In a world where mental health is deemed so important, why do men still struggle?
With mental health being a massive world issue in today's modern world there has been so much spotlight and focus on ensuring people's well-being. However although most people have been shown the light and been given a path out of a dark mind, yet it seems that men most of all to struggle most in dealing with their mental health. Throughout media this issue seems to be overlooked and not given much thought and this can be a contributing factor as to why men feel unwanted and unneeded in today's society. This can also be a result of the traditional gender norms and expectations that are so deeply rooted within people that views men as too manly to talk about feelings, as shown by the common phrase 'Man Up'. Additionally, a common thought about men is that they should keep a hard exterior and if these was to open up and speak about how they feel they would seem weaker. The idea that men should be the dominant, strong providers of their family are instilled into boys when they are young throughout society and although these can be seen as positive traits, it puts a lot of pressure onto men and can make them feel independent from others on their own journey and lead them to a life of keeping their emotions inside.
Do Men Suffer Differently
Depression, anxiety and other mental health issues can harm all in various ways yet no major differences in effect may be found between women and men. However, natural male traits could potentially create worse scenarios that stem from these problems. This can be highlighted by the majority of men having differing characteristics such as aggression, irritability, loss of control, higher physicality and also risk-taking. These characteristics can make men more likely to take action and worsen they're situation, rather than talking about how they feel. Research has shown that men are more likely to use harmful coping methods such as alcohol and drugs as a form of escapism, as well as men typically throwing themselves at work in order to distract themselves instead of dealing with it. Many statistics show the difference in how men suffer, three times as many men die by suicide compared with women, and men aged 40 to 49 have the highest suicide rates in the UK. In addition to this Men have lower life satisfaction according to the government's national well-being survey. Lastly Men are also less likely to confront their issues with a therapist.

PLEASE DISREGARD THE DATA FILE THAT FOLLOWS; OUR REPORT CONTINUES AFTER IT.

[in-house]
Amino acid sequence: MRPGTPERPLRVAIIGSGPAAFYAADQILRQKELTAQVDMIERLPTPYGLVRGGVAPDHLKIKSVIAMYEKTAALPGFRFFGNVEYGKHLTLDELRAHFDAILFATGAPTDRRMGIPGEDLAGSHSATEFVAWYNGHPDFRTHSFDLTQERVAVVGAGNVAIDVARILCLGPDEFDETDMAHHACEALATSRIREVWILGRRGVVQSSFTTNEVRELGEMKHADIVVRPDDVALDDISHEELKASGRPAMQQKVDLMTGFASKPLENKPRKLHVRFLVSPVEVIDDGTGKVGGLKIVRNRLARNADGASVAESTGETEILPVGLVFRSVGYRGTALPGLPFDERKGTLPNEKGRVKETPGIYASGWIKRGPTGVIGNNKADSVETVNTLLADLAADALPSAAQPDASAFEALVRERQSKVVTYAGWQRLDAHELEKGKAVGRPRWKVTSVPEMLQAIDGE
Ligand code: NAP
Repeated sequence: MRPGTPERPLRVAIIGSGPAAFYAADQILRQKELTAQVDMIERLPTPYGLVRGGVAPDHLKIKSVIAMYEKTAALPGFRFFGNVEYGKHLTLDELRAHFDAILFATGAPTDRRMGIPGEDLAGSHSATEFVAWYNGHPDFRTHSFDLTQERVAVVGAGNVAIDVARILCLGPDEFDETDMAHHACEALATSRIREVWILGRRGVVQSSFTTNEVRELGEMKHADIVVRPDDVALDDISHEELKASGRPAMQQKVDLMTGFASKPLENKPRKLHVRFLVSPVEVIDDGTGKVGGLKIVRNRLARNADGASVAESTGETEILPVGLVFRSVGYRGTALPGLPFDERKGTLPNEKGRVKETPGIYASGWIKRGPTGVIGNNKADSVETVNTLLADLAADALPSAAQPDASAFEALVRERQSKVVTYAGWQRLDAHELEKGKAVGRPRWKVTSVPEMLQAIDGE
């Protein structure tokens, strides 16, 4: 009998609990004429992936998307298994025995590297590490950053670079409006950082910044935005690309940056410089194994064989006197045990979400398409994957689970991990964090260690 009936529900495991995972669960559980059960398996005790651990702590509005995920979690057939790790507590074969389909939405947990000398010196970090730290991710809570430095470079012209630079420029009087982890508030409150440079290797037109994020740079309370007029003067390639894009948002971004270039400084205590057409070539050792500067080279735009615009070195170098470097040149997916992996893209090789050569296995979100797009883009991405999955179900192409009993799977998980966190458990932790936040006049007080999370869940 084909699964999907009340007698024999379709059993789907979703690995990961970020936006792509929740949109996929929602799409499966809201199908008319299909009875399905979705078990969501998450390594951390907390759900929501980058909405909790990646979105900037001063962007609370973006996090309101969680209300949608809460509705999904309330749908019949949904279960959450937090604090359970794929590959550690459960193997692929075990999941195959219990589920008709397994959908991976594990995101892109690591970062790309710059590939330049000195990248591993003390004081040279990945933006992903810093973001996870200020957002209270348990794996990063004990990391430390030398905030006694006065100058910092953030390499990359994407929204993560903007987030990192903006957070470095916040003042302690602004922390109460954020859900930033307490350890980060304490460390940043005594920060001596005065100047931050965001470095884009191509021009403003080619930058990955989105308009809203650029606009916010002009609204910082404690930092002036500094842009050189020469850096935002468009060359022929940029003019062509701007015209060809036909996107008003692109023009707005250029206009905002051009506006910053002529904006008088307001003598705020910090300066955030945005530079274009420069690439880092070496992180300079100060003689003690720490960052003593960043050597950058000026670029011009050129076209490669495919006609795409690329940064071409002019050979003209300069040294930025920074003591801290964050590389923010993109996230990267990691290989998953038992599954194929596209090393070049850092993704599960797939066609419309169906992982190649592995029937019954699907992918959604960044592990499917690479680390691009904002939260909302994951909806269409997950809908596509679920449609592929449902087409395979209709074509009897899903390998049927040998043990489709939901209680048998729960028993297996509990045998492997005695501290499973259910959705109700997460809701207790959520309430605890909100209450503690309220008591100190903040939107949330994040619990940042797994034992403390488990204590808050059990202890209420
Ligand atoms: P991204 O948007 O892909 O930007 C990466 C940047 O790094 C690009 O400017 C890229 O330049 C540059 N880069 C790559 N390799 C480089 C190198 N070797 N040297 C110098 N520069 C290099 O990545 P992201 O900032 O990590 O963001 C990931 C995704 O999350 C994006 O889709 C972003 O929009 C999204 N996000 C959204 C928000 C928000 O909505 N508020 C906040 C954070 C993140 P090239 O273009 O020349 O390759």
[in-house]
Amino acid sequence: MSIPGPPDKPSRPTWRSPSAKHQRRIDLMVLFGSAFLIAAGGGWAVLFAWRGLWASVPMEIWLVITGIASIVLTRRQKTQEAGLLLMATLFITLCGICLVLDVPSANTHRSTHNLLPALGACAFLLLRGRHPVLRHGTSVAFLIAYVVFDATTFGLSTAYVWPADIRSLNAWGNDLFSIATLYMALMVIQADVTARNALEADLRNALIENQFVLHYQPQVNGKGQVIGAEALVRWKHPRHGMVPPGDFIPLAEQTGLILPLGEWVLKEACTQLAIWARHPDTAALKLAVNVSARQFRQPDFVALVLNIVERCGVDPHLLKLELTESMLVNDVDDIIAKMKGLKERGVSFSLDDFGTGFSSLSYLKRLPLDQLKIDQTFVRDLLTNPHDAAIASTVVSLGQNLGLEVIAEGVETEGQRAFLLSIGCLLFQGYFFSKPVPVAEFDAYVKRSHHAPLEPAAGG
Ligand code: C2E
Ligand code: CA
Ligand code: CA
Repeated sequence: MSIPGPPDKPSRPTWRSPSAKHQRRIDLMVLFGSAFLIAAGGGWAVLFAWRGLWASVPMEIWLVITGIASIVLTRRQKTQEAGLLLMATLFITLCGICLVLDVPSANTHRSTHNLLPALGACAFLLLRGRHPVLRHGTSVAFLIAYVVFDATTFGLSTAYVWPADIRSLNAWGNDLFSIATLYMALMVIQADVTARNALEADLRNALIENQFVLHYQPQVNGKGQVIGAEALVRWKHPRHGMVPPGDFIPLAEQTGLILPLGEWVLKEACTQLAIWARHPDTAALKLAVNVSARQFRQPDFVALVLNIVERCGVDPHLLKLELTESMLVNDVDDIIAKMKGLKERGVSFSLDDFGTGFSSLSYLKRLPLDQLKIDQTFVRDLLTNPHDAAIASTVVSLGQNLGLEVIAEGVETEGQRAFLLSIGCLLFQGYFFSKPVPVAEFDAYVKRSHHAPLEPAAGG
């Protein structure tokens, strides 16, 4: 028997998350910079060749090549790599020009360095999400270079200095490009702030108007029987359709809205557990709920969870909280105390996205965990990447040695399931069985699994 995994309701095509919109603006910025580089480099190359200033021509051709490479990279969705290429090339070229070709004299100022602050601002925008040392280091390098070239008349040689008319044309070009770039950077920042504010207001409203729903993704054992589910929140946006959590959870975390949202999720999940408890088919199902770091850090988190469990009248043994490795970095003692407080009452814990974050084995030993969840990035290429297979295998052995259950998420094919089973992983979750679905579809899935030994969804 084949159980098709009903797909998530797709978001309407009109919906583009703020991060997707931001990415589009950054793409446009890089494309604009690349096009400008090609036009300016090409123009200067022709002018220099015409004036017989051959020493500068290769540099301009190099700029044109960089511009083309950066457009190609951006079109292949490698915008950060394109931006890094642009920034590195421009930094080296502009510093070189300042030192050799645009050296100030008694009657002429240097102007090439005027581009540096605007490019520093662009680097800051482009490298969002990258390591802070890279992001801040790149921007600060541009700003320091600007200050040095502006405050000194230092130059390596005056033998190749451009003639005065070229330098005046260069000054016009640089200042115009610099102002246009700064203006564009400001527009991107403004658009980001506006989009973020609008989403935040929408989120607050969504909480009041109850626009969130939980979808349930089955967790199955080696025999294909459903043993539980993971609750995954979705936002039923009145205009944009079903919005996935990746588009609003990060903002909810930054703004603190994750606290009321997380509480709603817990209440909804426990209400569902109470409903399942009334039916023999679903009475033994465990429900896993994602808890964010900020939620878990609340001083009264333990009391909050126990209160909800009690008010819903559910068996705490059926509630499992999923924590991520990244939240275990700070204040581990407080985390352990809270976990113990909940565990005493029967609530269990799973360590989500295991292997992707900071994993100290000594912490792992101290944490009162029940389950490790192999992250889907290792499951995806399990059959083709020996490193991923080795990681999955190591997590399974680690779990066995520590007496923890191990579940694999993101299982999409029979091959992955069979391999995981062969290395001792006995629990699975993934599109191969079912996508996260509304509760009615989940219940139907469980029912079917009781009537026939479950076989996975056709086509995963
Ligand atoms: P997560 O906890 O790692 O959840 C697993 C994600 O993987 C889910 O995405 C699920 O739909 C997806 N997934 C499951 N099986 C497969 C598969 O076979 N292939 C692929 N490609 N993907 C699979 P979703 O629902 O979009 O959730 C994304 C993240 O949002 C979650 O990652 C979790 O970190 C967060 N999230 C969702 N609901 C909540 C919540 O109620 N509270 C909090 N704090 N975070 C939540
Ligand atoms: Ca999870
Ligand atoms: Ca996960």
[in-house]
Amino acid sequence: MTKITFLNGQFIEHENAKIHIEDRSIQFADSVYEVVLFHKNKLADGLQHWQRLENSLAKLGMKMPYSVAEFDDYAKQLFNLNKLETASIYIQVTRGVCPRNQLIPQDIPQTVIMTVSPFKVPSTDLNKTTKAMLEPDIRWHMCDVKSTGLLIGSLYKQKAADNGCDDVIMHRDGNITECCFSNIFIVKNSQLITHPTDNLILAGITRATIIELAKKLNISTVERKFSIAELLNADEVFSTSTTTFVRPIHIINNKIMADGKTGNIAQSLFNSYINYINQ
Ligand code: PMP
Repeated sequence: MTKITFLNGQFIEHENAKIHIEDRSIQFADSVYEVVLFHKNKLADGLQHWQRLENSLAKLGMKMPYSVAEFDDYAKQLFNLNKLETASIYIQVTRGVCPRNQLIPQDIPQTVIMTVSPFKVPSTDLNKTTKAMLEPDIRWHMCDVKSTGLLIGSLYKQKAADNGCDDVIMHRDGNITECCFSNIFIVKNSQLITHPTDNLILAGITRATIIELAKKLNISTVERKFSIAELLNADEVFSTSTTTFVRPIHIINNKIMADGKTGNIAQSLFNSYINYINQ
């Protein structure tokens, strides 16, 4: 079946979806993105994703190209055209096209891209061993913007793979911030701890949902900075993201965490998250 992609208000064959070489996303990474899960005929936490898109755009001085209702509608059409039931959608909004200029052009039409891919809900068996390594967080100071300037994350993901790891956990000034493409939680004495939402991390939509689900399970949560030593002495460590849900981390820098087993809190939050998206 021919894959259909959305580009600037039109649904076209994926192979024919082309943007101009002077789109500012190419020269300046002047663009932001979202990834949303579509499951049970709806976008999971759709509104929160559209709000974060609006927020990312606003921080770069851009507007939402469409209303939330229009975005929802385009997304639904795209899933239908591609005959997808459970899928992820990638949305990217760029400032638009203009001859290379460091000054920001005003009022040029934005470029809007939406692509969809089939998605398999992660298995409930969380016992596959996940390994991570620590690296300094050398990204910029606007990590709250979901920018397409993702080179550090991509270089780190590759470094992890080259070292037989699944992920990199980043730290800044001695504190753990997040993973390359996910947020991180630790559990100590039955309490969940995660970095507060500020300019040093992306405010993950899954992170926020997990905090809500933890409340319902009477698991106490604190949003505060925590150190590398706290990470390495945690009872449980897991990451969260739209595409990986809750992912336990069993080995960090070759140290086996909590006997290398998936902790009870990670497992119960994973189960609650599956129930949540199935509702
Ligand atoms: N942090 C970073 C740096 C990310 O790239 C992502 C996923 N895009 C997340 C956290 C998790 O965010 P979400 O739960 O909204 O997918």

In 2017, nearly 6000 suicides were recorded in Great Britain. Of these, 75% were men. Suicide is the largest cause of death for men under 50.
How to Overcome
Although this issue can be found quite commonly in men, there is a lot more help available to ensure that these terrifying statistics go down. Most help can be found online with quick searches on the internet that will provide phone numbers and websites offering aid. Also a lot more posters and promotions can be seen with advice and information on how to overcome such problems. The main solution would obviously be to talk, however it has shown to be harder said than done. Although today, talking is much more accepted for men and even encouraged yet many still reject this help. Therefore a major project to undertake in order to help this problem would be to show the younger generations is good to talk and ensure that gender roles and expectations no longer harm and cause damage later on in life.